Fool-proof way to catch, identify and ticket drivers who don’t stop for school buses?
PUYALLUP -- It can be one of the most dangerous times in a young student's day; getting on or getting off their school bus.
Especially when drivers refuse to stop even though lights are flashing, the stop sign is out and the arm is extended.
"I've seen it happen all the time especially in a school zone where people don't care if children are present or not. They're more interested in getting to where they're going,” parent Robert Galardo said.
It's chilling video like this of drivers pulling around a stopped bus that has parents worried.
The danger to kids cannot be overstated.
"I'm a nurse and I see what happens children are hit even at low speeds, like 30 miles per hour and I don't think people realize how devastating it can be,” parent Ann-Marie Taroc said.
Now for the first time in Washington comes, what the developers call, a fool-proof, turnkey system to catch, identify and ticket drivers who don't stop for school buses.
Pierce County’s Bethel School District is the first in the state to deploy the new system.
It's been up and running there for two weeks.
"There is a significant school bus stop arm here in the Bethel School District. We captured nearly one violation per bus per day,” American Traffic Solutions spokesman Charlie Territo said.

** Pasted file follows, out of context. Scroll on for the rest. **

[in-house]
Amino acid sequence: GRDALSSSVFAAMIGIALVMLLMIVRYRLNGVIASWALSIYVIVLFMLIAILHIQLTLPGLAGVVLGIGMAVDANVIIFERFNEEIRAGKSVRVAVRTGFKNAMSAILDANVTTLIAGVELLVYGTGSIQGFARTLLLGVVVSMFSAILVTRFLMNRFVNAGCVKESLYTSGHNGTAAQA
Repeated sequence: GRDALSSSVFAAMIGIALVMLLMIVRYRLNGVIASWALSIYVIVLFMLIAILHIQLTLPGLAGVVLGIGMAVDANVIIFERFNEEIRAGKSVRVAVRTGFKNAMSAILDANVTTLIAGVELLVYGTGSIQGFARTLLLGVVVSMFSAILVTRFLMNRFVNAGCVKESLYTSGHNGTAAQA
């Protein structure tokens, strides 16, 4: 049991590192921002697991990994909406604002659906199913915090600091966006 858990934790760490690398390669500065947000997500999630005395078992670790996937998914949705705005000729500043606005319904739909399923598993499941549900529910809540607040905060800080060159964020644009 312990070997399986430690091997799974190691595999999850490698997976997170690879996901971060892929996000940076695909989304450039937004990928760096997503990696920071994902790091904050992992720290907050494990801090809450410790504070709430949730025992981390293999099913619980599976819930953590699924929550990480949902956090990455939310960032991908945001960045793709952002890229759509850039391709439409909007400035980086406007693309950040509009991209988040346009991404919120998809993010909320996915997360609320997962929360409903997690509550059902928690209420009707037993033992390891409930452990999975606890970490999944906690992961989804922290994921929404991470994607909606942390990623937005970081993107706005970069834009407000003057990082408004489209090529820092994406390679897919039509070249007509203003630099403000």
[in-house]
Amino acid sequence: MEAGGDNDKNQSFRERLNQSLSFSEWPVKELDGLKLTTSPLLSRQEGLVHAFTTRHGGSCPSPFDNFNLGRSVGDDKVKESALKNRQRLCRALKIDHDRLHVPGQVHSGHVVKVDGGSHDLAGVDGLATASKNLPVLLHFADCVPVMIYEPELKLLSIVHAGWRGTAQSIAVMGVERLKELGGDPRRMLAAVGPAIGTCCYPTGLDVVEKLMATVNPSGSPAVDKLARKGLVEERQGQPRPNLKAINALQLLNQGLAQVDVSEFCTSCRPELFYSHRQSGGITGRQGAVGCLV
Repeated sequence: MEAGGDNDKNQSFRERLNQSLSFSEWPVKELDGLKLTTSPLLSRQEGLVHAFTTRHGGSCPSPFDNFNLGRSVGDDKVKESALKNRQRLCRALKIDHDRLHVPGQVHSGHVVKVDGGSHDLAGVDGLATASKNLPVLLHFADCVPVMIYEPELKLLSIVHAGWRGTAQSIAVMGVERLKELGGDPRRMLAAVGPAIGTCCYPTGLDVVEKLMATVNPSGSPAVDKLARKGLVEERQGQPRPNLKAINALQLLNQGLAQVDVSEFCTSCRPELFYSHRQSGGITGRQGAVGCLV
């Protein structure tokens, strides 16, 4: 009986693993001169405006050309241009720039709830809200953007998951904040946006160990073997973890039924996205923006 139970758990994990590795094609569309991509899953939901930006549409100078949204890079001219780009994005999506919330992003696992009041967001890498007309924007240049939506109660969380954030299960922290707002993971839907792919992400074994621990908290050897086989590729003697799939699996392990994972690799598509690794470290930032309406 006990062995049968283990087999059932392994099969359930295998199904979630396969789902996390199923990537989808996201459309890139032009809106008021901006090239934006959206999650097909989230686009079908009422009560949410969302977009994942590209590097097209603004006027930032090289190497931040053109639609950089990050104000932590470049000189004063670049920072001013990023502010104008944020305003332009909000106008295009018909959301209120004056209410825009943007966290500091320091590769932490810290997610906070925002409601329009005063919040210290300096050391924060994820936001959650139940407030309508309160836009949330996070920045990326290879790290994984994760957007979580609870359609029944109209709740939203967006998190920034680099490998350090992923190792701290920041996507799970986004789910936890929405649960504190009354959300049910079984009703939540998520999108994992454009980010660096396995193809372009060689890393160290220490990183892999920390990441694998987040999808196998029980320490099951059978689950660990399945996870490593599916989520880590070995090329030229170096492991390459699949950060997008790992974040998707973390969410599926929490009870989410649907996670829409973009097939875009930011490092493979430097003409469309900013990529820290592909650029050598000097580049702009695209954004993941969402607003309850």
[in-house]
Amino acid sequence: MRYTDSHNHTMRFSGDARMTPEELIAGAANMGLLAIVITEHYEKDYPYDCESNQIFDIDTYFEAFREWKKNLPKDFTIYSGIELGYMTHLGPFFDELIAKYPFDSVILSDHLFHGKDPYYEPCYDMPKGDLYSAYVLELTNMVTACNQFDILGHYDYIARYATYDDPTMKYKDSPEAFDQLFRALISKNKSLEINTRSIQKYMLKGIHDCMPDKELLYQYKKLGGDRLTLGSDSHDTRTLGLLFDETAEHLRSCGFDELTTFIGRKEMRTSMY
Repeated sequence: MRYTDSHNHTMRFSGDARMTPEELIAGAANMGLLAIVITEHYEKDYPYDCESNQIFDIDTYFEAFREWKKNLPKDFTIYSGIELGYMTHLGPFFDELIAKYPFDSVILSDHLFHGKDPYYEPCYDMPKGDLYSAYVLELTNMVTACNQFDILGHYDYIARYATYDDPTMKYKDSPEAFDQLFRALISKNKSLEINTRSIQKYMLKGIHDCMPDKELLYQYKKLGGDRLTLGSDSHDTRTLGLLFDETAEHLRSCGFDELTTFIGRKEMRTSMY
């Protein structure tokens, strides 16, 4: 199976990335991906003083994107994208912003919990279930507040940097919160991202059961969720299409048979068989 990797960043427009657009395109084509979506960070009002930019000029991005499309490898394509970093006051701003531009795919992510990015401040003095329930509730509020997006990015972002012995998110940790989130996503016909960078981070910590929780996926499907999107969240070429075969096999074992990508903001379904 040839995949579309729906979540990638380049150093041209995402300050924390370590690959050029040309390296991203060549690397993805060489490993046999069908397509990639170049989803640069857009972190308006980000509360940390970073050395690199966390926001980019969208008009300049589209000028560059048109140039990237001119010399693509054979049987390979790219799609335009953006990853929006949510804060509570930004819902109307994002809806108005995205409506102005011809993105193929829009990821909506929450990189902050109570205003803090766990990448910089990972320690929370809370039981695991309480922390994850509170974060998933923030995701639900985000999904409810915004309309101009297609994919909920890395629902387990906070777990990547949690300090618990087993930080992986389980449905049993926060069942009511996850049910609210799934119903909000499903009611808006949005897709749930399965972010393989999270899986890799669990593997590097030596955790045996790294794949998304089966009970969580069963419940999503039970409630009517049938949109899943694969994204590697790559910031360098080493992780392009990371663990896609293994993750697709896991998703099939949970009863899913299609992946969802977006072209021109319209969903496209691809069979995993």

The system is a product of American Traffic Solutions or ATS.
There is a camera mounted on the bus to record the alleged law breaking driver and a law officer will view the video and determine is a citation is warranted.
"The intent is and only is to ensure the safety of our kids getting off of buses and on to buses so we can get them to school safely and back home safely,” Bethel Schools Superintendent Tom Seigel said.
500 cameras currently in use around the country have already captured 25,000 violations.
Districts where the system is deployed have seen a 50 percent reduction in violations, not just on the routes where the cameras are in use, but across all routes.
Parents we spoke with think it's a great idea.
"I think it would be wise. There are cameras everywhere else why not put them on the bus to catch the people who are doing this,” parent Jenny Russo said.
The company says where the cameras have been deployed they have proved to be real deterrents and the more cameras that are deployed the greater the deterrent and the safer our children will be.